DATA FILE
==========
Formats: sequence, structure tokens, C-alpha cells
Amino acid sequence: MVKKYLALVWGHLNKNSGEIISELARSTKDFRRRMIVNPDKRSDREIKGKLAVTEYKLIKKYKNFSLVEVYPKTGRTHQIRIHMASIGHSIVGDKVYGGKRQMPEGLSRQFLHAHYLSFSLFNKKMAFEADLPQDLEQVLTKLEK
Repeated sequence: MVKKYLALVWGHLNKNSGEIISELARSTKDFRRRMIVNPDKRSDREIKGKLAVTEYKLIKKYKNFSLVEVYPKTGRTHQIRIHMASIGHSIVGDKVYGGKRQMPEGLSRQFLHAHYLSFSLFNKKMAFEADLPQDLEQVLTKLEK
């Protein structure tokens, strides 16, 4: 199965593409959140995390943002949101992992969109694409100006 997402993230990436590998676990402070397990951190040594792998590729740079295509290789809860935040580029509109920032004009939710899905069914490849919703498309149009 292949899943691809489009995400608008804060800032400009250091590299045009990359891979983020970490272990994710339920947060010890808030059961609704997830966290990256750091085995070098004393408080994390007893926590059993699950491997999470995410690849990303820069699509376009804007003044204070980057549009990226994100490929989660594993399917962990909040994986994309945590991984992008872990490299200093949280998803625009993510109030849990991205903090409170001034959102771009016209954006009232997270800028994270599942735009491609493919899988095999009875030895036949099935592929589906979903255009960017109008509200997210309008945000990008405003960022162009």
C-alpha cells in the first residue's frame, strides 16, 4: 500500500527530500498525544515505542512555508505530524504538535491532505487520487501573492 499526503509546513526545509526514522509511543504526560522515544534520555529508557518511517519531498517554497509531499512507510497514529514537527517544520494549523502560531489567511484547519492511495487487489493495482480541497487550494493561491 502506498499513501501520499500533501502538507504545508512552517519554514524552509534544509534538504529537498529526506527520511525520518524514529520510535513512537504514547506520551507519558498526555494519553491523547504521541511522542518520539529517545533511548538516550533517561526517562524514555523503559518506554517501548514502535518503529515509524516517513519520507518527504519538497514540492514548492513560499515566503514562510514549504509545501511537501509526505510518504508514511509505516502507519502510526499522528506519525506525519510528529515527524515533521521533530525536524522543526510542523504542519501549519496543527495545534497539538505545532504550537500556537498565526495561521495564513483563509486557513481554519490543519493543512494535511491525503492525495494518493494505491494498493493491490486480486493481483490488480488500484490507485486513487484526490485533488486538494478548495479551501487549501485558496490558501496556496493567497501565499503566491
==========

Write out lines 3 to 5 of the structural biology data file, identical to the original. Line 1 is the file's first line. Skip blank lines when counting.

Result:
Repeated sequence: MVKKYLALVWGHLNKNSGEIISELARSTKDFRRRMIVNPDKRSDREIKGKLAVTEYKLIKKYKNFSLVEVYPKTGRTHQIRIHMASIGHSIVGDKVYGGKRQMPEGLSRQFLHAHYLSFSLFNKKMAFEADLPQDLEQVLTKLEK
């Protein structure tokens, strides 16, 4: 199965593409959140995390943002949101992992969109694409100006 997402993230990436590998676990402070397990951190040594792998590729740079295509290789809860935040580029509109920032004009939710899905069914490849919703498309149009 292949899943691809489009995400608008804060800032400009250091590299045009990359891979983020970490272990994710339920947060010890808030059961609704997830966290990256750091085995070098004393408080994390007893926590059993699950491997999470995410690849990303820069699509376009804007003044204070980057549009990226994100490929989660594993399917962990909040994986994309945590991984992008872990490299200093949280998803625009993510109030849990991205903090409170001034959102771009016209954006009232997270800028994270599942735009491609493919899988095999009875030895036949099935592929589906979903255009960017109008509200997210309008945000990008405003960022162009």
C-alpha cells in the first residue's frame, strides 16, 4: 500500500527530500498525544515505542512555508505530524504538535491532505487520487501573492 499526503509546513526545509526514522509511543504526560522515544534520555529508557518511517519531498517554497509531499512507510497514529514537527517544520494549523502560531489567511484547519492511495487487489493495482480541497487550494493561491 502506498499513501501520499500533501502538507504545508512552517519554514524552509534544509534538504529537498529526506527520511525520518524514529520510535513512537504514547506520551507519558498526555494519553491523547504521541511522542518520539529517545533511548538516550533517561526517562524514555523503559518506554517501548514502535518503529515509524516517513519520507518527504519538497514540492514548492513560499515566503514562510514549504509545501511537501509526505510518504508514511509505516502507519502510526499522528506519525506525519510528529515527524515533521521533530525536524522543526510542523504542519501549519496543527495545534497539538505545532504550537500556537498565526495561521495564513483563509486557513481554519490543519493543512494535511491525503492525495494518493494505491494498493493491490486480486493481483490488480488500484490507485486513487484526490485533488486538494478548495479551501487549501485558496490558501496556496493567497501565499503566491